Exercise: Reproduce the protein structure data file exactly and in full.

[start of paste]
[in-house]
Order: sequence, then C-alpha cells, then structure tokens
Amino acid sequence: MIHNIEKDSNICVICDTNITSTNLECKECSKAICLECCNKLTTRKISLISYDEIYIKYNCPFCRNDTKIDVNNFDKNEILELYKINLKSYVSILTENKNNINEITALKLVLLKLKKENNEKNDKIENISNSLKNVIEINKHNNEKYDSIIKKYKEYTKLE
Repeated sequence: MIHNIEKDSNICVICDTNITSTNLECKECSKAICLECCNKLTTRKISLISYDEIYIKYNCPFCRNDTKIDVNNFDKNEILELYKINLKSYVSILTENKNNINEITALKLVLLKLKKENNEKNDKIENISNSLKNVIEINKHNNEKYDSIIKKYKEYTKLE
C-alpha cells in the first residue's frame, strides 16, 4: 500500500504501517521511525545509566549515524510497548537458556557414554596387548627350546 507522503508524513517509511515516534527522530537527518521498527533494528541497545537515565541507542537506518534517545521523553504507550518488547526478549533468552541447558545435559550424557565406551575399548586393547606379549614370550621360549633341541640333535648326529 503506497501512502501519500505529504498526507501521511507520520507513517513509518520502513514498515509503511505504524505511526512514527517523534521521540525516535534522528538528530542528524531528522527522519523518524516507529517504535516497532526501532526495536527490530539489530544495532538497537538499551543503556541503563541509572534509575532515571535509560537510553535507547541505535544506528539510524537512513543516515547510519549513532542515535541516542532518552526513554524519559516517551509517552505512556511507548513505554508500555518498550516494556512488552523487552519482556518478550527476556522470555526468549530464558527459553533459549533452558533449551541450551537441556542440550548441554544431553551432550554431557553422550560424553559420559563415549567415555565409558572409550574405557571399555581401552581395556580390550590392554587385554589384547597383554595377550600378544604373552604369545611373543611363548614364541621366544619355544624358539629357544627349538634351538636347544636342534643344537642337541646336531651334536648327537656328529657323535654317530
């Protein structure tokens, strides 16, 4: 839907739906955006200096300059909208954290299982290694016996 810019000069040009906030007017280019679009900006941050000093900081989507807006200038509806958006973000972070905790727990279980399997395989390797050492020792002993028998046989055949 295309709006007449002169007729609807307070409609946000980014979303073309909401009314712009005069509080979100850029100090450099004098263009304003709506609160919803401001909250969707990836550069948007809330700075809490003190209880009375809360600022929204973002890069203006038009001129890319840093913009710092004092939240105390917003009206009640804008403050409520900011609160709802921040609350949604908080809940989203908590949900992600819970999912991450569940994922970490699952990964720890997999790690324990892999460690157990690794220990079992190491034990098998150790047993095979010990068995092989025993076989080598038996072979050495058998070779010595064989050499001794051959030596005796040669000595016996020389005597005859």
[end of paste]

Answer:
[in-house]
Order: sequence, then C-alpha cells, then structure tokens
Amino acid sequence: MIHNIEKDSNICVICDTNITSTNLECKECSKAICLECCNKLTTRKISLISYDEIYIKYNCPFCRNDTKIDVNNFDKNEILELYKINLKSYVSILTENKNNINEITALKLVLLKLKKENNEKNDKIENISNSLKNVIEINKHNNEKYDSIIKKYKEYTKLE
Repeated sequence: MIHNIEKDSNICVICDTNITSTNLECKECSKAICLECCNKLTTRKISLISYDEIYIKYNCPFCRNDTKIDVNNFDKNEILELYKINLKSYVSILTENKNNINEITALKLVLLKLKKENNEKNDKIENISNSLKNVIEINKHNNEKYDSIIKKYKEYTKLE
C-alpha cells in the first residue's frame, strides 16, 4: 500500500504501517521511525545509566549515524510497548537458556557414554596387548627350546 507522503508524513517509511515516534527522530537527518521498527533494528541497545537515565541507542537506518534517545521523553504507550518488547526478549533468552541447558545435559550424557565406551575399548586393547606379549614370550621360549633341541640333535648326529 503506497501512502501519500505529504498526507501521511507520520507513517513509518520502513514498515509503511505504524505511526512514527517523534521521540525516535534522528538528530542528524531528522527522519523518524516507529517504535516497532526501532526495536527490530539489530544495532538497537538499551543503556541503563541509572534509575532515571535509560537510553535507547541505535544506528539510524537512513543516515547510519549513532542515535541516542532518552526513554524519559516517551509517552505512556511507548513505554508500555518498550516494556512488552523487552519482556518478550527476556522470555526468549530464558527459553533459549533452558533449551541450551537441556542440550548441554544431553551432550554431557553422550560424553559420559563415549567415555565409558572409550574405557571399555581401552581395556580390550590392554587385554589384547597383554595377550600378544604373552604369545611373543611363548614364541621366544619355544624358539629357544627349538634351538636347544636342534643344537642337541646336531651334536648327537656328529657323535654317530
């Protein structure tokens, strides 16, 4: 839907739906955006200096300059909208954290299982290694016996 810019000069040009906030007017280019679009900006941050000093900081989507807006200038509806958006973000972070905790727990279980399997395989390797050492020792002993028998046989055949 295309709006007449002169007729609807307070409609946000980014979303073309909401009314712009005069509080979100850029100090450099004098263009304003709506609160919803401001909250969707990836550069948007809330700075809490003190209880009375809360600022929204973002890069203006038009001129890319840093913009710092004092939240105390917003009206009640804008403050409520900011609160709802921040609350949604908080809940989203908590949900992600819970999912991450569940994922970490699952990964720890997999790690324990892999460690157990690794220990079992190491034990098998150790047993095979010990068995092989025993076989080598038996072979050495058998070779010595064989050499001794051959030596005796040669000595016996020389005597005859």